The Ozone House is tucked away in what is otherwise suburban Freshwater. The clients for this project owned a fantastic, heavily vegetated battleaxe block that is home to a number of mature angophoras and exposed sandstone rock shelves.
The plan form of the house is stepped in and out amongst the existing trees on the site so that they could be retained. All rooms view out to the landscape beyond providing a sense of engagement. In particular, the plan form narrows in the center to avoid a significant and beautiful angophora to the South as well as provide the main central deck to the North. The two ends of the house therefore feel as though they are linked with a central bridging kitchen and dining room which acts as the main gathering point for family and guests.
In order to preserve the site trees and geological features, the new house is built on the footings of the previous cottage and sits above the earth wherever it overhangs the footprint of the old. Building challenges included the protection of significant mature trees close to the house and excavation thoughout the building period, however, once this basic constraint was appreciated the approach of minimal site disturbance lead to a remarkably straightforward build.
The Ozone House is essentially built using a timber and steel frame clad using a combination of vertical weatherboards and batten jointed fibro. These simple, humble materials were used for their association with basic beach cottage construction, and deliberately give the house a low tech feel. The humility of the material palette is balanced by a rigorous approach to detail, and a desire
There is extensive use of blackbutt framed windows including large bays of louvres to allow cross ventilation. The only active cooling is provided by ceiling fans. There is no need for air conditioning. Active heating is provided by a series of hydronic radiators. Roof water is collected in 2 x 5,000L tanks for reuse in the house and garden. There is provision for the installation of a further 10,000 L under the house.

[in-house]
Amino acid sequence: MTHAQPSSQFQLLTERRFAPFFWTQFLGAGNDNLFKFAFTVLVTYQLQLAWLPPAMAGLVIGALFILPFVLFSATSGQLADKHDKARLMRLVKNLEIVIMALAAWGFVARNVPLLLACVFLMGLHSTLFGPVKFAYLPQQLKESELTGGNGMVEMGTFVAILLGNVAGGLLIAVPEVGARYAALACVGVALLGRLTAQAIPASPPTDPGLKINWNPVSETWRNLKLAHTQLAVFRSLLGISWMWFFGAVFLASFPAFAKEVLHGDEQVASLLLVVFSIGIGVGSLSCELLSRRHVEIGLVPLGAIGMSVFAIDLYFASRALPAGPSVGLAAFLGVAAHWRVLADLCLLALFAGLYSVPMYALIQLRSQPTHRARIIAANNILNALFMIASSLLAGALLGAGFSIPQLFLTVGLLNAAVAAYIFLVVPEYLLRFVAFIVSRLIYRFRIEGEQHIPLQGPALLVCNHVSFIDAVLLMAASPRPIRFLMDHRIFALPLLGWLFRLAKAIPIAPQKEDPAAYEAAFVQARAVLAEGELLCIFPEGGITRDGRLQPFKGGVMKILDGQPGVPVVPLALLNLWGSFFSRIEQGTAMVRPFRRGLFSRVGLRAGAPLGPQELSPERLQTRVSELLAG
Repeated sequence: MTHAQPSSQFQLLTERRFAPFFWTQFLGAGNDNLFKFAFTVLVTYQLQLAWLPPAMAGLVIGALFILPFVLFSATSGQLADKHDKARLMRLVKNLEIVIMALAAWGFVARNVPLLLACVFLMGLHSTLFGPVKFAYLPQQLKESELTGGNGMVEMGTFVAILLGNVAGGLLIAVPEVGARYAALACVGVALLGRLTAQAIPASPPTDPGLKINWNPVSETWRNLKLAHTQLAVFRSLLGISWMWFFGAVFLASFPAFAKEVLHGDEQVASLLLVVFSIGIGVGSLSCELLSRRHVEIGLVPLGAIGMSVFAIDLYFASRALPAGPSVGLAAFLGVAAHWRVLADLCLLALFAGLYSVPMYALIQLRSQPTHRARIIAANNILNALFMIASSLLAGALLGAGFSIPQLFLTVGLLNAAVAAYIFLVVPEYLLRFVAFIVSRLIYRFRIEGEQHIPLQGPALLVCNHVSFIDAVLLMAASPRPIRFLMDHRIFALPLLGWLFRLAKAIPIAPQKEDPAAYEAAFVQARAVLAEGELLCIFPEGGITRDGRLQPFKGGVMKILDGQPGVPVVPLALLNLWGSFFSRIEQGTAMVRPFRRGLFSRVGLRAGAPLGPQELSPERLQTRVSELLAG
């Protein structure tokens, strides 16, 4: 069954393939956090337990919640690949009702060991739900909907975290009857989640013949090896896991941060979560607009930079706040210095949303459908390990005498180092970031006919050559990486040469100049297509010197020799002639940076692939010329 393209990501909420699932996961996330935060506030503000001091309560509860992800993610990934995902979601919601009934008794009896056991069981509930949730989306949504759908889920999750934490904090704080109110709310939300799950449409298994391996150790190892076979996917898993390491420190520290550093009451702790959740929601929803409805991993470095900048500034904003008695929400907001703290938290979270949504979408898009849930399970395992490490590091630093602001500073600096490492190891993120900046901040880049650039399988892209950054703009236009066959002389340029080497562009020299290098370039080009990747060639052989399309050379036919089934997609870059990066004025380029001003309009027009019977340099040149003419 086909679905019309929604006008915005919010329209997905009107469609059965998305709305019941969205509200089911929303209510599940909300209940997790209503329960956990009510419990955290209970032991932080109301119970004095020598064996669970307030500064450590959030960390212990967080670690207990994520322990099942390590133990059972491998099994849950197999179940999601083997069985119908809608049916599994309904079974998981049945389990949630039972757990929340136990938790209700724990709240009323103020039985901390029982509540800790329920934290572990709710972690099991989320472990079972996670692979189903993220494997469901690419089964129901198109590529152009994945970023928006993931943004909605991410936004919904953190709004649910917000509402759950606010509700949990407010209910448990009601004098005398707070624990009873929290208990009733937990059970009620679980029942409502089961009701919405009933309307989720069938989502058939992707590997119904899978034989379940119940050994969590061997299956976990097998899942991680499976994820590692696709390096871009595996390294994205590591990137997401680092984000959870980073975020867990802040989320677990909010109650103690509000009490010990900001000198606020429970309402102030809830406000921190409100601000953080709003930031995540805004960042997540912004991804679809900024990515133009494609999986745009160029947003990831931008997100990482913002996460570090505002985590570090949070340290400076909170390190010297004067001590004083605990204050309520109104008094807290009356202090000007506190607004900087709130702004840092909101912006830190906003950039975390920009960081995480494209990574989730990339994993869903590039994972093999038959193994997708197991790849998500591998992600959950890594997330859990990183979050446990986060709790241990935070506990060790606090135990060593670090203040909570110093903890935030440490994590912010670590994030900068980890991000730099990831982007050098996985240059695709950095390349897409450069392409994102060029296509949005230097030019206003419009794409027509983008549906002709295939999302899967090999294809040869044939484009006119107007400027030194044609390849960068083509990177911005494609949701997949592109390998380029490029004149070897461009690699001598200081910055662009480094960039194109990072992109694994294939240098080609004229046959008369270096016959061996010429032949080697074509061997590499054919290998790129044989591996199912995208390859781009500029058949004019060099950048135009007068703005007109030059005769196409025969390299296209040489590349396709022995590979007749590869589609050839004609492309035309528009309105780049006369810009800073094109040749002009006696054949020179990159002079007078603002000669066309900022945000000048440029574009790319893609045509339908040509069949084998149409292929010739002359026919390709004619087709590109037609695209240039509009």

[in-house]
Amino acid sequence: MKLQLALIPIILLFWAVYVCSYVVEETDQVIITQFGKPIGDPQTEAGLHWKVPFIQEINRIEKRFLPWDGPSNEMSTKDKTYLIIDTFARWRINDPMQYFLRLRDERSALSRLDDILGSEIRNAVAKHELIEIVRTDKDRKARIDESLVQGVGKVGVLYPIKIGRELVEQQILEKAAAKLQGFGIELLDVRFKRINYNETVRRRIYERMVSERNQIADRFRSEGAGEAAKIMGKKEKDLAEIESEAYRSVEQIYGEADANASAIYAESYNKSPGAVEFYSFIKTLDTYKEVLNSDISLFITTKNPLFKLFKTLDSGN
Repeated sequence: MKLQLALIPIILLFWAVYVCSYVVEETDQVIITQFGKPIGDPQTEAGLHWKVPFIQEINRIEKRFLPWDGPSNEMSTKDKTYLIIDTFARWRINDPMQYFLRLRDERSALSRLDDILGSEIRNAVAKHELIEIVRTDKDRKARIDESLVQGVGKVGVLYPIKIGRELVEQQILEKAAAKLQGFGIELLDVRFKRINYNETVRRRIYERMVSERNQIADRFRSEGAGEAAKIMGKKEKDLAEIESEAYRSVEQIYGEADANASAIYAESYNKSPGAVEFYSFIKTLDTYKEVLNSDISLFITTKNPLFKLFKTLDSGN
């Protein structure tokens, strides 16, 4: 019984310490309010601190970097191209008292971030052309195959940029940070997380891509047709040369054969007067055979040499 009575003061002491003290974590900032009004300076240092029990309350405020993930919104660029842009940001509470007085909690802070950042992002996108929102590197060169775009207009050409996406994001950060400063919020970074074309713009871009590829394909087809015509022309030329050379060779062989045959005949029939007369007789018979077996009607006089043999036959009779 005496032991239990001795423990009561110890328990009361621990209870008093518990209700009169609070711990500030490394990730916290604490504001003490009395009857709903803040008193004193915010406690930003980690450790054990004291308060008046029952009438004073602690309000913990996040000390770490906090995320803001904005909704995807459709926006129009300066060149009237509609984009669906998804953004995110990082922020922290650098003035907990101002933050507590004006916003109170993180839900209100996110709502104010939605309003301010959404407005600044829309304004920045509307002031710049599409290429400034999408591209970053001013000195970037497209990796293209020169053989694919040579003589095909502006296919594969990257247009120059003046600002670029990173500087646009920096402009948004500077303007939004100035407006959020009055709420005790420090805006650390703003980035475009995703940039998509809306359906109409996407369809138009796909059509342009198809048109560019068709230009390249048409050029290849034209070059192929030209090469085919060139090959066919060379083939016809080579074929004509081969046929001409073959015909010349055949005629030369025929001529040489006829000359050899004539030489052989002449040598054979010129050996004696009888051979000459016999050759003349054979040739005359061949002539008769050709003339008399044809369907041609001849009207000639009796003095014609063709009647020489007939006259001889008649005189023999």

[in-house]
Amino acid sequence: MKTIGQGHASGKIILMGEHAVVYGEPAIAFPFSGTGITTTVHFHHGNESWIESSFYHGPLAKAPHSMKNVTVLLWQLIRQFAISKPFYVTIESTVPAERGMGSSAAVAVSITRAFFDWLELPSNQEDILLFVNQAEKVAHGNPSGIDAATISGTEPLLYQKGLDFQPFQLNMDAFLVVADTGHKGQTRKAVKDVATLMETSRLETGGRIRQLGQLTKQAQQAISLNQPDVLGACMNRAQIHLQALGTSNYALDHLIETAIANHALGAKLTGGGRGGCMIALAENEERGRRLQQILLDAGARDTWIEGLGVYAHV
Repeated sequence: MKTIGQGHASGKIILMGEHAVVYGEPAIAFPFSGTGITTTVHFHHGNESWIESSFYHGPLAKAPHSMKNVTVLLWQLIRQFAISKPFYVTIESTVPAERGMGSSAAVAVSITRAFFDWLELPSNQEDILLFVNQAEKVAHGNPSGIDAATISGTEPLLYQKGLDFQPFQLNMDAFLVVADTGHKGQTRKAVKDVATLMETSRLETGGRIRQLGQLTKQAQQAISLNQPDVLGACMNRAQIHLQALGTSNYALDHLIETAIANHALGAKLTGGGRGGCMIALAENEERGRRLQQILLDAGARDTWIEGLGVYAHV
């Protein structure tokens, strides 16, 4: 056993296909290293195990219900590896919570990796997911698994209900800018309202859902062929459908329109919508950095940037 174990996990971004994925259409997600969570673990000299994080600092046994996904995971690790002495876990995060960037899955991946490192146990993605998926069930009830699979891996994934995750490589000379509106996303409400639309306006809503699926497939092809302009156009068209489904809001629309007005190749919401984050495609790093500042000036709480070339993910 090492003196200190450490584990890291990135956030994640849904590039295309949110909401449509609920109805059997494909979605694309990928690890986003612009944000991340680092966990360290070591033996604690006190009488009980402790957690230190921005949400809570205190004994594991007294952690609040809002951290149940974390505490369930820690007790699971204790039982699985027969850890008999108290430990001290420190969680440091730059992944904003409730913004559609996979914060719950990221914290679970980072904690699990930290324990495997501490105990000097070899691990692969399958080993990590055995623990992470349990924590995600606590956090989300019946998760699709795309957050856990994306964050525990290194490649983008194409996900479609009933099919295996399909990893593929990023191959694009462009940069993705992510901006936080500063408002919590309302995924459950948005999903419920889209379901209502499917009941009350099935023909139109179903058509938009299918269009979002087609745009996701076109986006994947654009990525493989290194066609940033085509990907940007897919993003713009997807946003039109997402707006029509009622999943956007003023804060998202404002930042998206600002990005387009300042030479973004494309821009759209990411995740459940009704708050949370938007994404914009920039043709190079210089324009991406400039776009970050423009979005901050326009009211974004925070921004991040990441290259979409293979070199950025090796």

Joinery and internal finishes are important for the success of the project. External finishes are used extensively internally. Joinery finishes include recycled blackbutt, southern blue gum veneer (eco certified), desktop linoleum and stainless steel. The rawness of many of the finishes gives the house an honest feel.
The owner describes her first night there as 'the best camping experience' she’s ever had.
Architect : Matt Elkan
Builder : Graybuilt – Paul Gray
Engineering : SDA – Charles Blumer
Photographer : Simon Whitbread
- Weatherboard Cladding - Pine – V Jointed
- Fibre Cement Cladding – 6mm FC with Timber batten joints
- Roof – Corrugated Steel – Bluescope Custom Orb
- Decking – Timber – 90 x 19 Tallowood
- Flooring – Timber – 130 x 19 Blackbutt
- Benches – 40mm Thick Blackbutt
- Doors and Windows – Blackbutt with Low E Glass (Viridian Comfort Plus)
- Steel – Custom Fabricated – EJF Steel Fabricators. – Painted using Dulux Weathermax MIO
- Timber Veneer – Blackbutt Veneer
- Paint – Dulux – Monument and Natural White